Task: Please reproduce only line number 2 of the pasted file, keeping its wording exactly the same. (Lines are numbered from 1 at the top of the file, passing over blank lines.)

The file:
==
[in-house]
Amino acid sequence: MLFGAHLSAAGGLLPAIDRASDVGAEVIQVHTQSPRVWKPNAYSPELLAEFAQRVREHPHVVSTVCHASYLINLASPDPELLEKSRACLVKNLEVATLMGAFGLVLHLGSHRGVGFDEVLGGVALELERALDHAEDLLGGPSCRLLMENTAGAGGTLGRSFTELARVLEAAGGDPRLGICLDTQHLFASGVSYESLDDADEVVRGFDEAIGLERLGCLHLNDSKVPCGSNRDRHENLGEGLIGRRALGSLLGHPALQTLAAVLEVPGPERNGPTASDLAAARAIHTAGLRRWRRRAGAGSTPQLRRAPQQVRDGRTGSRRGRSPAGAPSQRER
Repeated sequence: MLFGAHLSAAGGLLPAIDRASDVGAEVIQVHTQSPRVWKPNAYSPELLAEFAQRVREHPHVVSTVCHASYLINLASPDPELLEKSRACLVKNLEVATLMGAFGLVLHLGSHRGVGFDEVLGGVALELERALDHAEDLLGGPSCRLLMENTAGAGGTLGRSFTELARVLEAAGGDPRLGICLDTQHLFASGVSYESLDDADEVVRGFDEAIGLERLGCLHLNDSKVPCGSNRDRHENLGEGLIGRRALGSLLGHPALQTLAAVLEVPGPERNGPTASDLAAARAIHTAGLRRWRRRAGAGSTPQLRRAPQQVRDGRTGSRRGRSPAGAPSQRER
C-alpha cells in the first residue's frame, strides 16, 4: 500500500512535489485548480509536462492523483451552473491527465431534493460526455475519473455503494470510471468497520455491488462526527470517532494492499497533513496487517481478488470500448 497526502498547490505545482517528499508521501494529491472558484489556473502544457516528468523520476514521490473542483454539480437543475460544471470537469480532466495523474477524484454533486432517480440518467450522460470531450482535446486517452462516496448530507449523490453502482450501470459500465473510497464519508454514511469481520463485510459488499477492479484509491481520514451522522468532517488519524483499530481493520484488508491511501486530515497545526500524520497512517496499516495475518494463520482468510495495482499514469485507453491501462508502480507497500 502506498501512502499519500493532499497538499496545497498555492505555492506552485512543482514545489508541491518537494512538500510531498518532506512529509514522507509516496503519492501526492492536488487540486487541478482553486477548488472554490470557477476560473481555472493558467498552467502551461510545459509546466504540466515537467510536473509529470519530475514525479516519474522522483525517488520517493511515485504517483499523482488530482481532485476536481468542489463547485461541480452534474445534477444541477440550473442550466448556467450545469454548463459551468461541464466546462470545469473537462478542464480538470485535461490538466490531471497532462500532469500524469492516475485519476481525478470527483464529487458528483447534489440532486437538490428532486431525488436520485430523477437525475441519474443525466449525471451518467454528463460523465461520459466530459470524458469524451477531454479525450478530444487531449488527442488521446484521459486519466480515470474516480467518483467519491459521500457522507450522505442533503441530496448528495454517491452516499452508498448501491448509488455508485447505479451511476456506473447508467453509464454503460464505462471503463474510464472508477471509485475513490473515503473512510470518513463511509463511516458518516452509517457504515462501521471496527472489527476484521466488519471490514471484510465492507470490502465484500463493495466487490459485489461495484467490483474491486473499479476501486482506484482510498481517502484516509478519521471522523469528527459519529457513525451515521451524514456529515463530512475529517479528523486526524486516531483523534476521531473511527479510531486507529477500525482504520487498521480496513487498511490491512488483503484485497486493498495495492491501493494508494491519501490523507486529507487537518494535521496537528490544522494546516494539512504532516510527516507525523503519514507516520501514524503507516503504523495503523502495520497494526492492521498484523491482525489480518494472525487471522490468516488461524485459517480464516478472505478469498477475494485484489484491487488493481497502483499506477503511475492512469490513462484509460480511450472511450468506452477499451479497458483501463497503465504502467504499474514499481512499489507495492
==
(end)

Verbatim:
Amino acid sequence: MLFGAHLSAAGGLLPAIDRASDVGAEVIQVHTQSPRVWKPNAYSPELLAEFAQRVREHPHVVSTVCHASYLINLASPDPELLEKSRACLVKNLEVATLMGAFGLVLHLGSHRGVGFDEVLGGVALELERALDHAEDLLGGPSCRLLMENTAGAGGTLGRSFTELARVLEAAGGDPRLGICLDTQHLFASGVSYESLDDADEVVRGFDEAIGLERLGCLHLNDSKVPCGSNRDRHENLGEGLIGRRALGSLLGHPALQTLAAVLEVPGPERNGPTASDLAAARAIHTAGLRRWRRRAGAGSTPQLRRAPQQVRDGRTGSRRGRSPAGAPSQRER